This is okay though. Moving on from a toxic relationship is your chance to find yourself again, and re-discover all of the things that you enjoy.
Maybe the person that you were with dictated how you should feel and dress, or maybe they lowered your self esteem so much that you weren’t sure of anything anymore.
Today is your opportunity to take back your power, and take the necessary steps to living a whole, fulfilling life again.
When we are feeling down about anything, distraction is key.
Time really does heal all, but in the meantime, finding hobbies and things that you will help to fill your time and drown out some of the negative thoughts.
Pursuing things that you enjoy will also be a big part of finding yourself again, as you re-define who you are outside of the relationship.
Don’t Wait Around For An Apology
Many times when relationships end, there is often this yearning desire to receive some kind of closure. This is even more prevalent in relationships that are considered toxic.
Perhaps this person caused you a lot of pain and heartbreak, and so you believe that they should apologize for their wrongdoings.
Chances are this won’t happen because the person who has left is unwilling to accept responsibility.
You will save yourself a lot of time and heartache by choosing to let go of the need for closure.
You deserve to be happy and to move on, without needing any validation from your ex-partner to do so.
This one doesn’t work for everyone, but it can be highly beneficial.
If you want to move on from the toxicity of the relationship, then forgiving your ex-partner can be a step towards this.
It may sound counterintuitive, forgiving the person who wronged us, but it is actually a healthy attitude that can release a lot of built up resentment.
Feeling resentful for prolonged periods of time can actually be quite damaging.
It means that we’re still giving time and energy to this person who is no longer in our lives, and handing over our personal power in the meantime.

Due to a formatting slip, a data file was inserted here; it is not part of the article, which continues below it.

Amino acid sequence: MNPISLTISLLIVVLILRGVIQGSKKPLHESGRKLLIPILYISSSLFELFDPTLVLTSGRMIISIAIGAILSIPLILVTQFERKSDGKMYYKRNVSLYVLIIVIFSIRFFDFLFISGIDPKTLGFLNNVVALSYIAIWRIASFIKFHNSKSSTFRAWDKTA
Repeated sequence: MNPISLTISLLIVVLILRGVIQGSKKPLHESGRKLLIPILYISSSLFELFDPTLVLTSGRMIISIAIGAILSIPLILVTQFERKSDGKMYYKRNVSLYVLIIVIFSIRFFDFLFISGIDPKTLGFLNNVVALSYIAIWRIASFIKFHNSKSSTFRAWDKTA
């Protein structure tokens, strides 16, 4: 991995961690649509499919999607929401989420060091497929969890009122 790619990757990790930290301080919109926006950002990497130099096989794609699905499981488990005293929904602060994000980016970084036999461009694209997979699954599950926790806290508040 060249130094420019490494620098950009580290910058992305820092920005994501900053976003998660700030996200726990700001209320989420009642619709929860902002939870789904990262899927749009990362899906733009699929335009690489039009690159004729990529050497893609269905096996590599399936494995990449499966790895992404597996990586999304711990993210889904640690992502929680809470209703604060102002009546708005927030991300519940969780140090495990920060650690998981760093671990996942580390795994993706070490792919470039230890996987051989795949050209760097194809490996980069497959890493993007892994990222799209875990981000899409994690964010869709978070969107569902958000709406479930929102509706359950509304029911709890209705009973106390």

In order to combat this, practice acceptance and know that the experience will help to make you a stronger person.
This will give you the space to start practicing positivity and gratitude, and to look to the future.
Moving on from a toxic relationship can sometimes feel impossible, but it’s not, By enlisting some of the help provided above, you can work yourself towards a brighter and happier future. It’s what you deserve.
Continue Reading About Narcissistic Personality Disorder
If you need a crisis hotline or want to learn more about therapy, please see below:
- RAINN (Rape, Abuse, and Incest National Network) – 1-800-656-4673
- The National Suicide Prevention Lifeline – 1-800-273-8255
- National Domestic Violence Hotline – 1-800-799-7233
- NAMI Helpline (National Alliance on Mental Illness) – 1-800-950-6264
For more information on mental health, please see:
- SAMHSA (Substance Abuse and Mental Health Services Administration) SAMHSA Facebook, SAMHSA Twitter, SAMHSA LinkedIn, SAMHSA Youtube
- Mental Health America, MHA Twitter, MHA Facebook, MHA Instagram, MHA Pinterest, MHA Youtube
- WebMD, WebMD Facebook, WebMD Twitter, WebMD Instagram, WebMD Pinterest
- NIMH (National Institute of Mental Health), NIMH Instagram, NIMH Facebook, NIMH Twitter, NIMH YouTube
- APA (American Psychiatric Association), APA Twitter, APA Facebook, APA LinkedIN, APA Instagram